Authors often ask me, their book editor, if they will need a graphic designer’s help after the book is edited and before it’s ready for publication. If you are self-publishing, the answer is always yes, unless the printer you hire offers graphic design as part of the package. (The answer is no if you’re submitting your manuscript to agents or publishers. Should a publisher purchase what you’ve written, they’ll take care of all design issues in-house.)
Expect your book editor to provide basic formatting, using the editing tools available in Word, but understand that only graphic artists possess the special design software that gives your edited manuscript the look of an actual book. In fact, if you send your book to print as a Word document—even a formatted Word document—it will come back looking like a term paper.
Costs and Book Covers
My clients who self-publish have hired graphic designers to do their book’s final formatting for very reasonable charges. If no book cover work is involved, and little to no art is to be inserted into the text, you should be able to get what you need for around $150. If you ask the designer to provide images, or to tweak or improve your book cover—in addition to doing the interior book design of the pages—that is more time-consuming and will add considerably to your cost.
It’s better to supply the designer with your own art if you want any (check out the images at www.istockphoto.com, www.freeimages.com , and especially www.photodune.net). It’s also better to hire a qualified book cover designer than to create a cheap book cover of your own and then hope the designer will “fix” it. Some graphic designers are skilled both in book cover creation and in final formatting of a book’s interior. Other designers specialize in one or the other—book covers or book interiors. On-demand publishers, such as www.createspace.com, typically offer limited book design services in several of their publishing packages.
What to Expect from Your Graphic Designer
Book covers and other art aside, here’s what a qualified graphic designer (artist) will do for your manuscript:
- Turn the edited Word document into a PDF
- Adjust top/bottom and left/right margins to suit the desired dimensions of your book
- Adjust the left and right margins on alternating pages to make room for binding on one side
- Insert blank pages at appropriate spots, such as after chapters where the last page ends on the right
- Insert page numbers into your table of contents (page numbers change when a book goes through its graphic design phase)
- Add a header at the top of each page (the chapter name usually)
- Insert attractive display quotes (optional)
- Insert photographs and/or other art (optional)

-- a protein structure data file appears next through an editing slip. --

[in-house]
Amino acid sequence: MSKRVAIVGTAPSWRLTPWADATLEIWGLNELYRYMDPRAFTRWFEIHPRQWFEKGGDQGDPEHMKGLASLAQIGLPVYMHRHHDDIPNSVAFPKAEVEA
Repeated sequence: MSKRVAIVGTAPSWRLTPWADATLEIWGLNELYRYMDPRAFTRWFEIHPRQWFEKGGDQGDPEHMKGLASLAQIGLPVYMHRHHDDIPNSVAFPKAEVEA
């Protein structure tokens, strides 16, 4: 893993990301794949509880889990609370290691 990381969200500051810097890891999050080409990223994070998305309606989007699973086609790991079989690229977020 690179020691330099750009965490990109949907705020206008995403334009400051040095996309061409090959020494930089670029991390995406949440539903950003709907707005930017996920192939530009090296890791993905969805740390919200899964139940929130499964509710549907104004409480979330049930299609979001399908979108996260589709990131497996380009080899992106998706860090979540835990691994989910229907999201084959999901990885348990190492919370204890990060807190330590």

- Start the first word of each chapter with an oversized, decorative capital letter (optional)
- Place a small decorative image at the end of each chapter (optional)
You can visit this link www.48hrbooks.com to familiarize yourself with all of these processes, but you don’t want to attempt doing them yourself unless you have graphic design software. If you try to do these things in Word, your book will end up looking disappointingly amateur. (Be careful not to accidentally visit 48hourbook.com, which is an entirely different printing company, and not the one I endorse.)
Other Things Your Designer Can Do
The following simple formatting tasks do not require special software and can be done either by the graphic designer, by the book editor, or by you yourself using Word:
- Insert page breaks after each chapter
- Indent bulleted lists and numbered lists with uniform indentation
- Place chapter headings in large-sized font and start chapters 1/3 of the way down the page
- Make the spacing uniform between paragraphs and above and below all lists
- Bold all subheadings and make them uniform in size
- Format the book as a downloadable book for Kindle
Most on-demand printers (and some traditional printers) offer graphic design as either an automatic part or an optional part of their packages. Be sure to question whomever you’re thinking of using to find out if they handle all of the items on the first of the two bulleted lists above. On-demand printers typically do, for a fee, but you need to ask for each item specifically, or it may get missed. Private graphic designers, who are skilled in book design, will also have these skills, but again, be sure to specifically ask for each item. And always make sure to proofread each page of your designer’s work, as little slips are common on the first or second proof.
As Always, Beware of the Charlatans
If a designer is surprised or confused when you ask whether they adjust the right and left margins differently from each other (to accommodate the book binding on alternate sides of your odd-and-even-numbered pages), say goodbye and look for another designer. Use the margins question as a litmus test to differentiate between genuine book design professionals and the dabblers only claiming to have such skills. If you go with a reputable on-demand printer, this won’t be an issue, but it’s very much an issue if you’re hiring your graphic work from an online private contractor. Just as there are far more fake book editors online than genuine ones, the same can be said for graphic book designers, so exercise discernment in making your selection.
And to answer a question I’ve been asked: no, I am not a graphic designer. My expertise is editing. As a book editor, I do provide basic formatting for authors’ manuscripts, but only graphic designers, with their special training and bells-and-whistles software, can provide the finishing formatting touches that a manuscript requires on its way to becoming a physical book.
Jessi Rita Hoffman . . . book editing by an industry professional